For relate set to ABSMIN, the result window contains
              time intervals when the angular separation has
              values between ABSMIN and ABSMIN + adjust.

              adjust is not used for searches for local extrema,
              equality or inequality conditions.

   step       a double precision value defining the step size to use in
              the search. step must be short enough for a search using step
              to locate the time intervals where the specified
              angular separation function is monotone increasing or
              decreasing. However, step must not be *too* short, or
              the search will take an unreasonable amount of time.

              The choice of step affects the completeness but not
              the precision of solutions found by this routine; the
              precision is controlled by the convergence tolerance.
              See the discussion of the parameter SPICE_GF_CNVTOL for
              details.

              'step' has units of TDB seconds.

   nintvls    an integer value specifying the number of intervals in the
              the internal workspace array used by this routine. 'nintvls'
              should be at least as large as the number of intervals
              within the search region on which the specified observer-target
              vector coordinate function is monotone increasing or decreasing.
              It does no harm to pick a value of 'nintvls' larger than the
              minimum required to execute the specified search, but if chosen
              too small, the search will fail.

   cnfine     a double precision SPICE window that confines the time
              period over which the specified search is conducted.
              cnfine may consist of a single interval or a collection
              of intervals.

              In some cases the confinement window can be used to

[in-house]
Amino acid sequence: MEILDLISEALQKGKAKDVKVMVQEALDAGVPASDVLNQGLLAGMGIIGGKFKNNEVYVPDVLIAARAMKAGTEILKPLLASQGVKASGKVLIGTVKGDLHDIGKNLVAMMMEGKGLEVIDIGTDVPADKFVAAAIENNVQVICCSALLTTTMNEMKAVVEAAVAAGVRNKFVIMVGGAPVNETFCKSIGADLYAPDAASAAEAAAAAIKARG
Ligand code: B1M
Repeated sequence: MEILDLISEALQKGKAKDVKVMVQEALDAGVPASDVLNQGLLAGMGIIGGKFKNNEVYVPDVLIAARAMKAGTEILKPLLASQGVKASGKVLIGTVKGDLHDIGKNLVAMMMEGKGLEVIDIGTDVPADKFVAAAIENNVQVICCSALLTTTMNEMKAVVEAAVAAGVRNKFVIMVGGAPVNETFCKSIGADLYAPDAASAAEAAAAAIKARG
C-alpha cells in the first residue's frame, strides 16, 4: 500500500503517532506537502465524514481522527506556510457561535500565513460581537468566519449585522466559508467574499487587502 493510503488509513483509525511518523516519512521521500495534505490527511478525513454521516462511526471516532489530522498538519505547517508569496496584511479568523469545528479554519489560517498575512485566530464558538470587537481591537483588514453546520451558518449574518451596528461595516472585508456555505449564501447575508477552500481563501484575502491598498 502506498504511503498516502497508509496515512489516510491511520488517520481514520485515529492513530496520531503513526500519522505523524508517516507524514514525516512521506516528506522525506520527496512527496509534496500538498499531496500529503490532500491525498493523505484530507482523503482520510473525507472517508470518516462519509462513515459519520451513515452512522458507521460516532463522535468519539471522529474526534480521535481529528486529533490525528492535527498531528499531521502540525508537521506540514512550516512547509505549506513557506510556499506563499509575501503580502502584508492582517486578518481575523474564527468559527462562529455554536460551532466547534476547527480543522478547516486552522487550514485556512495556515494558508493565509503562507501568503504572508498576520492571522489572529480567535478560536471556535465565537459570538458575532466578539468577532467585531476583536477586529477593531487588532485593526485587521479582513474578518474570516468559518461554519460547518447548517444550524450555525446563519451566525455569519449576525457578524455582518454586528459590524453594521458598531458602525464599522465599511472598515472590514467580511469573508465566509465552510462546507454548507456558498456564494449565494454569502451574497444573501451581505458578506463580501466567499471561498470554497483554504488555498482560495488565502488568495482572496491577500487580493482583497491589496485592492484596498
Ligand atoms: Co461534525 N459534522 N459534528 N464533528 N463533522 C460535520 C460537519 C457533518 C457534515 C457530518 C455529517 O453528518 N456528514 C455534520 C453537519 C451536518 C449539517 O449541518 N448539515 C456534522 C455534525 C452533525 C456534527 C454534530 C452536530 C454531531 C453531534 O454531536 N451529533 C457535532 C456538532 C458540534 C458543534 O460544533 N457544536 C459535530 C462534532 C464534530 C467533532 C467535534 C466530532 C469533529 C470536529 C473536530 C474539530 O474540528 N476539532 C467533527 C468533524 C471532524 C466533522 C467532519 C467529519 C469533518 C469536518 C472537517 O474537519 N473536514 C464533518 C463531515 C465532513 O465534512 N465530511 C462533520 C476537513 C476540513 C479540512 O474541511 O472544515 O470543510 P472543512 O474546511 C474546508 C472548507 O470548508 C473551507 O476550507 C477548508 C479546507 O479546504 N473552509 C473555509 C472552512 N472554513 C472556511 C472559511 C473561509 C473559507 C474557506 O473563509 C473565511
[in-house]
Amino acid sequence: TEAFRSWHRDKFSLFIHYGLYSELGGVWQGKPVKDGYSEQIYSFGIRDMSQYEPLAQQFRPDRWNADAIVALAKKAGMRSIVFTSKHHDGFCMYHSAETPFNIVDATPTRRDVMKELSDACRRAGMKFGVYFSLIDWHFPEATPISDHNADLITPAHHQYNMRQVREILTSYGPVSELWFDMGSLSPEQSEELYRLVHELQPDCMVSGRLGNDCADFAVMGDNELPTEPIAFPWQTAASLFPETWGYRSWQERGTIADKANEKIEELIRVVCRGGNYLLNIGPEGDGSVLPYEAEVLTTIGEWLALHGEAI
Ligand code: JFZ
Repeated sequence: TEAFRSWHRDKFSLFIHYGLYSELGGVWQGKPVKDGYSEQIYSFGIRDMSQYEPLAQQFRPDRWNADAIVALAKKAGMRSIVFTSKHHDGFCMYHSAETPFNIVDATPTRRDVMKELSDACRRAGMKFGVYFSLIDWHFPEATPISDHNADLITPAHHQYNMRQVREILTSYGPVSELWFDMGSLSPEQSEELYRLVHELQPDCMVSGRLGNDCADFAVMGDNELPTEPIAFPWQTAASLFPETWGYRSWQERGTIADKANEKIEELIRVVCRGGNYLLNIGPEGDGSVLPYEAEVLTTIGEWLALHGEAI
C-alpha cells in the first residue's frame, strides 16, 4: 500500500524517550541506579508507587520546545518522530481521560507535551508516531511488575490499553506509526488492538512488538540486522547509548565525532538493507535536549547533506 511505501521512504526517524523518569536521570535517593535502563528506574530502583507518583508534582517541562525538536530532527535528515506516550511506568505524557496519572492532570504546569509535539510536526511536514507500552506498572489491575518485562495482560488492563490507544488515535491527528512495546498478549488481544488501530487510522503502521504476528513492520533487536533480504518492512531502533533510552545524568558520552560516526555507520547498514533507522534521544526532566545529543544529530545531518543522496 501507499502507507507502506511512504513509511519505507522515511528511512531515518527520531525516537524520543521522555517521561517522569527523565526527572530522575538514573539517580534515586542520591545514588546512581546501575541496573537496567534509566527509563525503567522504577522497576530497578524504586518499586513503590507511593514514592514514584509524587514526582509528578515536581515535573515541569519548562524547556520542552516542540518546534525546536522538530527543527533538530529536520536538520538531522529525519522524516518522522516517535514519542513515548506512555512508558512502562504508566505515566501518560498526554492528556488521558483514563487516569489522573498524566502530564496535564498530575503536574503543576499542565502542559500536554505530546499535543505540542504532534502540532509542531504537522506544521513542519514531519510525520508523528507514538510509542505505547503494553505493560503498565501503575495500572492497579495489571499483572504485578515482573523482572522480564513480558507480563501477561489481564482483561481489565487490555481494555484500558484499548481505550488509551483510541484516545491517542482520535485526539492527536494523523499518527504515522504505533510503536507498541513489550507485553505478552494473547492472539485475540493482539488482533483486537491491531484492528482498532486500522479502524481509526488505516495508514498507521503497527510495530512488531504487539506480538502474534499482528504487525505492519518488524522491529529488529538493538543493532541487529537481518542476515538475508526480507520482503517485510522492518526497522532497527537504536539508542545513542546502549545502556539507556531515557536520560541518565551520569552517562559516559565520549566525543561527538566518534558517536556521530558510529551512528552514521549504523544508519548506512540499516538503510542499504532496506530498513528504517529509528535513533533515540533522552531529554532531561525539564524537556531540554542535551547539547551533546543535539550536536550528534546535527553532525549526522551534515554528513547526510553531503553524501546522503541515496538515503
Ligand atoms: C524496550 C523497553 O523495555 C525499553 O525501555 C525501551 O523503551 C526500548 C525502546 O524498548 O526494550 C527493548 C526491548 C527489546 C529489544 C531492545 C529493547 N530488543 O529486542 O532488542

greatly reduce the time period that must be searched
              for the desired solution. See the Particulars section
              below for further discussion.

              See the Examples section below for a code example
              that shows how to create a confinement window.

Detailed_Output

   cnfine     is the input confinement window, updated if necessary
              so the control area of its data array indicates the
              window's size and cardinality. The window data are
              unchanged.

   result     the SPICE window of intervals, contained within the
              confinement window cnfine, on which the specified
              constraint is satisfied.

              If 'result' is non-empty on input, its contents
              will be discarded before gfsep_c conducts its
              search.

              'result' must be declared and initialized with sufficient
              size to capture the full set of time intervals
              within the search region on which the specified constraint
              is satisfied.

              If the search is for local extrema, or for absolute
              extrema with adjust set to zero, then normally each
              interval of result will be a singleton: the left and
              right endpoints of each interval will be identical.

              If no times within the confinement window satisfy the
              constraint, result will be returned with a
              cardinality of zero.

Parameters

   SPICE_GF_CNVTOL

              is the convergence tolerance used for finding endpoints
              of the intervals comprising the result window.
              SPICE_GF_CNVTOL is used to determine when binary searches
              for roots should terminate: when a root is bracketed
              within an interval of length SPICE_GF_CNVTOL; the root is
              considered to have been found.

              The accuracy, as opposed to precision, of roots found by
              this routine depends on the accuracy of the input data.
              In most cases, the accuracy of solutions will be inferior
              to their precision.

              SPICE_GF_CNVTOL has the value 1.0e-6. Units are TDB
              seconds.

Exceptions

   1)  In order for this routine to produce correct results,
       the step size must be appropriate for the problem at hand.
       Step sizes that are too large may cause this routine to miss
       roots; step sizes that are too small may cause this routine
       to run unacceptably slowly and in some cases, find spurious
       roots.

       This routine does not diagnose invalid step sizes, except
       that if the step size is non-positive, an error is signaled
       by a routine in the call tree of this routine.

   2)  Due to numerical errors, in particular,